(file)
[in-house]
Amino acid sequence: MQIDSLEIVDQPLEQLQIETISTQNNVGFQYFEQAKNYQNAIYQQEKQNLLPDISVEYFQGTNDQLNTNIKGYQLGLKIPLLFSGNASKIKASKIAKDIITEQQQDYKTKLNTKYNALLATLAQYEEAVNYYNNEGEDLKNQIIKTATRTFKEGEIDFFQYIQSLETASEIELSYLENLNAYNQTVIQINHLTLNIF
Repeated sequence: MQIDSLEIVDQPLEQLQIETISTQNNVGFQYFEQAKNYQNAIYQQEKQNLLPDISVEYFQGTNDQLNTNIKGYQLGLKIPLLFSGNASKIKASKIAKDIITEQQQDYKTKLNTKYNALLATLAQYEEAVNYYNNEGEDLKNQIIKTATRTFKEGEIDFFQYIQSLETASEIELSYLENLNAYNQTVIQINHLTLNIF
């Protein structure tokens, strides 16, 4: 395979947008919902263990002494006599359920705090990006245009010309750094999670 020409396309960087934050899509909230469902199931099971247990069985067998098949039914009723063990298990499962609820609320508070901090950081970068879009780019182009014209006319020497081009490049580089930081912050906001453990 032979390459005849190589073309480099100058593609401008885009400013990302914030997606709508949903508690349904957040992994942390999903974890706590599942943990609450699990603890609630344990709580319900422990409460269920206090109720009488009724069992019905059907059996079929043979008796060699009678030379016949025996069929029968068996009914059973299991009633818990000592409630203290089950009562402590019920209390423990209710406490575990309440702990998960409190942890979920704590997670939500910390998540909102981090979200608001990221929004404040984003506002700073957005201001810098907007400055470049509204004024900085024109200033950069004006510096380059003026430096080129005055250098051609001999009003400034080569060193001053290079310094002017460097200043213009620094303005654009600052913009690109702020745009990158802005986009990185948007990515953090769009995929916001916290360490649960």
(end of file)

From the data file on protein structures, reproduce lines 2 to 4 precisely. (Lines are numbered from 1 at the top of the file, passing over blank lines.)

Amino acid sequence: MQIDSLEIVDQPLEQLQIETISTQNNVGFQYFEQAKNYQNAIYQQEKQNLLPDISVEYFQGTNDQLNTNIKGYQLGLKIPLLFSGNASKIKASKIAKDIITEQQQDYKTKLNTKYNALLATLAQYEEAVNYYNNEGEDLKNQIIKTATRTFKEGEIDFFQYIQSLETASEIELSYLENLNAYNQTVIQINHLTLNIF
Repeated sequence: MQIDSLEIVDQPLEQLQIETISTQNNVGFQYFEQAKNYQNAIYQQEKQNLLPDISVEYFQGTNDQLNTNIKGYQLGLKIPLLFSGNASKIKASKIAKDIITEQQQDYKTKLNTKYNALLATLAQYEEAVNYYNNEGEDLKNQIIKTATRTFKEGEIDFFQYIQSLETASEIELSYLENLNAYNQTVIQINHLTLNIF
């Protein structure tokens, strides 16, 4: 395979947008919902263990002494006599359920705090990006245009010309750094999670 020409396309960087934050899509909230469902199931099971247990069985067998098949039914009723063990298990499962609820609320508070901090950081970068879009780019182009014209006319020497081009490049580089930081912050906001453990 032979390459005849190589073309480099100058593609401008885009400013990302914030997606709508949903508690349904957040992994942390999903974890706590599942943990609450699990603890609630344990709580319900422990409460269920206090109720009488009724069992019905059907059996079929043979008796060699009678030379016949025996069929029968068996009914059973299991009633818990000592409630203290089950009562402590019920209390423990209710406490575990309440702990998960409190942890979920704590997670939500910390998540909102981090979200608001990221929004404040984003506002700073957005201001810098907007400055470049509204004024900085024109200033950069004006510096380059003026430096080129005055250098051609001999009003400034080569060193001053290079310094002017460097200043213009620094303005654009600052913009690109702020745009990158802005986009990185948007990515953090769009995929916001916290360490649960």